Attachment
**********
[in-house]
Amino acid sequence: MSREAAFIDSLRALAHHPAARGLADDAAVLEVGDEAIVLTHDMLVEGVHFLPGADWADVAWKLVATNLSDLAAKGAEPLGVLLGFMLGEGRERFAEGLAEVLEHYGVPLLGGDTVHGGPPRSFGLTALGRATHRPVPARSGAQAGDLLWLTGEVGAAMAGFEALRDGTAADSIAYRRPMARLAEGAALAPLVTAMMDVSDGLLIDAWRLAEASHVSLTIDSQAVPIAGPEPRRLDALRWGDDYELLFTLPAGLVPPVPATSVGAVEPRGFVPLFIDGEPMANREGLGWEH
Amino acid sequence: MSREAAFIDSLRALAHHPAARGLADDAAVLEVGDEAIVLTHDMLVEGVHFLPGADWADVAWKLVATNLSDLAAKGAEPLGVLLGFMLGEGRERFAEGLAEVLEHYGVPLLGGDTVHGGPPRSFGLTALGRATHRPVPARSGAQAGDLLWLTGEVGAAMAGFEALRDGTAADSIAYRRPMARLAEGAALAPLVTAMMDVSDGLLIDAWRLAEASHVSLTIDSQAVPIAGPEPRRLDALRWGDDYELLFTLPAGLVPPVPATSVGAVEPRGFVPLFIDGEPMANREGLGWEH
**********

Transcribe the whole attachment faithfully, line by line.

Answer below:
[in-house]
Amino acid sequence: MSREAAFIDSLRALAHHPAARGLADDAAVLEVGDEAIVLTHDMLVEGVHFLPGADWADVAWKLVATNLSDLAAKGAEPLGVLLGFMLGEGRERFAEGLAEVLEHYGVPLLGGDTVHGGPPRSFGLTALGRATHRPVPARSGAQAGDLLWLTGEVGAAMAGFEALRDGTAADSIAYRRPMARLAEGAALAPLVTAMMDVSDGLLIDAWRLAEASHVSLTIDSQAVPIAGPEPRRLDALRWGDDYELLFTLPAGLVPPVPATSVGAVEPRGFVPLFIDGEPMANREGLGWEH
Amino acid sequence: MSREAAFIDSLRALAHHPAARGLADDAAVLEVGDEAIVLTHDMLVEGVHFLPGADWADVAWKLVATNLSDLAAKGAEPLGVLLGFMLGEGRERFAEGLAEVLEHYGVPLLGGDTVHGGPPRSFGLTALGRATHRPVPARSGAQAGDLLWLTGEVGAAMAGFEALRDGTAADSIAYRRPMARLAEGAALAPLVTAMMDVSDGLLIDAWRLAEASHVSLTIDSQAVPIAGPEPRRLDALRWGDDYELLFTLPAGLVPPVPATSVGAVEPRGFVPLFIDGEPMANREGLGWEH